Since Greek Village was first developed, there has been rapid growth in the University of South Carolina’s Greek community. As a result, parking issues near Greek Village have arisen during mandatory meal periods required by the organizations. To address these concerns, the university’s Board of Trustees Building and Grounds Committee considered a plan on Friday, Sept. 27 to make 800 parking spaces available by utilizing a number of surface parking options located immediately adjacent to Greek Village. These spaces would be exclusively for the use of fraternity and sorority members during meal periods.
This solution would cost significantly less than an older proposal to construct a multi-level parking deck and delivers convenient parking options that more quickly meet the needs of the Greek community.
Note: The project received phase one approval from the Building and Grounds Committee and full Board of Trustees on Oct. 11, 2019.
The project to make the 800 spaces available during lunch and dinner services would take place in two stages. The first stage of the project would make available 500 spaces by August 2020. An additional 300 spaces would be available by January 2022. The total project is estimated to cost approximately $7.5 million and can be paid in full using previously collected fees. The plan eliminated the Greek Village parking fee effective Fall 2019.
Stage One – 500 parking spaces by August 2020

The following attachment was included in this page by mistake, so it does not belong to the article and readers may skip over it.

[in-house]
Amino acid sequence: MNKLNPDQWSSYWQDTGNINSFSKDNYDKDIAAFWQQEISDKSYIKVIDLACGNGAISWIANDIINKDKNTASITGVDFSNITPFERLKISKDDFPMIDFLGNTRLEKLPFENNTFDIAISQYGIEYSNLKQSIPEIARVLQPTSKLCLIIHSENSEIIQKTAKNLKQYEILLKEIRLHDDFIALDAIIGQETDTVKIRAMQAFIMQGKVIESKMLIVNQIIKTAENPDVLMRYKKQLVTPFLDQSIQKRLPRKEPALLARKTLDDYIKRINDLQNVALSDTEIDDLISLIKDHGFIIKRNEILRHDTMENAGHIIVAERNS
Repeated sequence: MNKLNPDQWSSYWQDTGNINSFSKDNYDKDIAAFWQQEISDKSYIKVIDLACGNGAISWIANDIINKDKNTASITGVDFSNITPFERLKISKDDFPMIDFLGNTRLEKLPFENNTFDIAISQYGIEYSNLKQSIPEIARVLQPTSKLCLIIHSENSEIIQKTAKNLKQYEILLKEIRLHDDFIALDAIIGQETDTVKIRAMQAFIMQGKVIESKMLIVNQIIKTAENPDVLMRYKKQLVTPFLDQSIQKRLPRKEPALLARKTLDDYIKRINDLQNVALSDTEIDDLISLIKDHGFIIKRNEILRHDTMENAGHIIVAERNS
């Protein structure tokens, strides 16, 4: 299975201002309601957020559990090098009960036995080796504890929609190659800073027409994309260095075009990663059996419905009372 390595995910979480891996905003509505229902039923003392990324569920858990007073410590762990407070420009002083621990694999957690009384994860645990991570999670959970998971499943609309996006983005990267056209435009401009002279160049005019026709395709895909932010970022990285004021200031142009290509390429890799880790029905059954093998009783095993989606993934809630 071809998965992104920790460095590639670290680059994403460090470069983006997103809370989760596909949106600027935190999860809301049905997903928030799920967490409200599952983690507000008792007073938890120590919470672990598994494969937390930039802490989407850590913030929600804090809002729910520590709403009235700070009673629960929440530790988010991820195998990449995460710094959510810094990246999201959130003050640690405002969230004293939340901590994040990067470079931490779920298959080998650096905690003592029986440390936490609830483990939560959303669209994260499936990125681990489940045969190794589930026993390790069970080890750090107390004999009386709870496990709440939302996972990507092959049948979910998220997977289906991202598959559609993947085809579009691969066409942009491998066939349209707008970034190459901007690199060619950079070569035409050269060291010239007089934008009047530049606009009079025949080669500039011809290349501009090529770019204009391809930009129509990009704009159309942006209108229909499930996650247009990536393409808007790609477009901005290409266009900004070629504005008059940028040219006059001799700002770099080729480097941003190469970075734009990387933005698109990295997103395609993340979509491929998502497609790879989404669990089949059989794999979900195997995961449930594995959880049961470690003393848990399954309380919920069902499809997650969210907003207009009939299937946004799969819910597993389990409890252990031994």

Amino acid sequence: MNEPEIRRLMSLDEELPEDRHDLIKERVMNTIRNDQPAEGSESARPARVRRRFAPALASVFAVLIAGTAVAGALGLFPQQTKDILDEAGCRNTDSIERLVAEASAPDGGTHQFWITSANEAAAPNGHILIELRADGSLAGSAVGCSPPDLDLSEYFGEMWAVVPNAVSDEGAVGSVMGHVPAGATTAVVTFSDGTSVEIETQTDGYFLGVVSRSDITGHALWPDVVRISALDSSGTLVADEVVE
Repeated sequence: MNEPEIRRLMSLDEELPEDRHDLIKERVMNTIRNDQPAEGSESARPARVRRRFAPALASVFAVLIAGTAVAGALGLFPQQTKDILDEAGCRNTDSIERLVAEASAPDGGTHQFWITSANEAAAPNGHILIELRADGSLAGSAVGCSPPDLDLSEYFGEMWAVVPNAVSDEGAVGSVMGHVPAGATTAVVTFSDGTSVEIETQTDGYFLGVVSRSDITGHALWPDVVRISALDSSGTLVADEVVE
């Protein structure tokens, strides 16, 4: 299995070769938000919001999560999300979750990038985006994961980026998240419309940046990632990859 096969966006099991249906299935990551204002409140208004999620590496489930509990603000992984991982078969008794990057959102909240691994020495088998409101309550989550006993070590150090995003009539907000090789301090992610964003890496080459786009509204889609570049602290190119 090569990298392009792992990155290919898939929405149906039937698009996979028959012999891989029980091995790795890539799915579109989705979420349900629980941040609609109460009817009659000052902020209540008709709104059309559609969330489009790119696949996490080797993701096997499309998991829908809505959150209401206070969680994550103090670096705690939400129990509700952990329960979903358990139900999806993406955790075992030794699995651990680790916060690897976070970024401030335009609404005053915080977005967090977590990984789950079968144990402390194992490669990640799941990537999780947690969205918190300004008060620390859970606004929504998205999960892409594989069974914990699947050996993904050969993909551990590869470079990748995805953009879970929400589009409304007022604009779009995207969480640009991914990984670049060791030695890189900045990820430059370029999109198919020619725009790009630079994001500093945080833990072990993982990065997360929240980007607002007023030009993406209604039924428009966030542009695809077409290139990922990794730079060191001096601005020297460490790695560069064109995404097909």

- Utilize the existing paved “AD3” lot directly across from the Greek Village at Blossom and Lincoln Streets for the exclusive use of fraternity and sorority members with chapter houses in Greek Village during meal periods.
- The intramural field at Gadsden and Devine Streets would be repurposed for commuters currently utilizing the AD3 lot. The parking lot will initially be gravel and subject to future improvements after 2020 as part of a state approved project.
Stage Two – 300 parking spaces by January 2022
- Create a paved lot on land along Devine Street between Thirsty Fellow and the railroad tracks. Currently, the land is the site of two university buildings used for multiple academic programs.
- The project, which requires state approval, would involve demolition of the buildings and relocation of academic activities currently taking place at the site.
- Grading of the site, storm water drainage, paving and landscaping is included in the project cost. Safety features like cameras, lighting and call boxes are also included.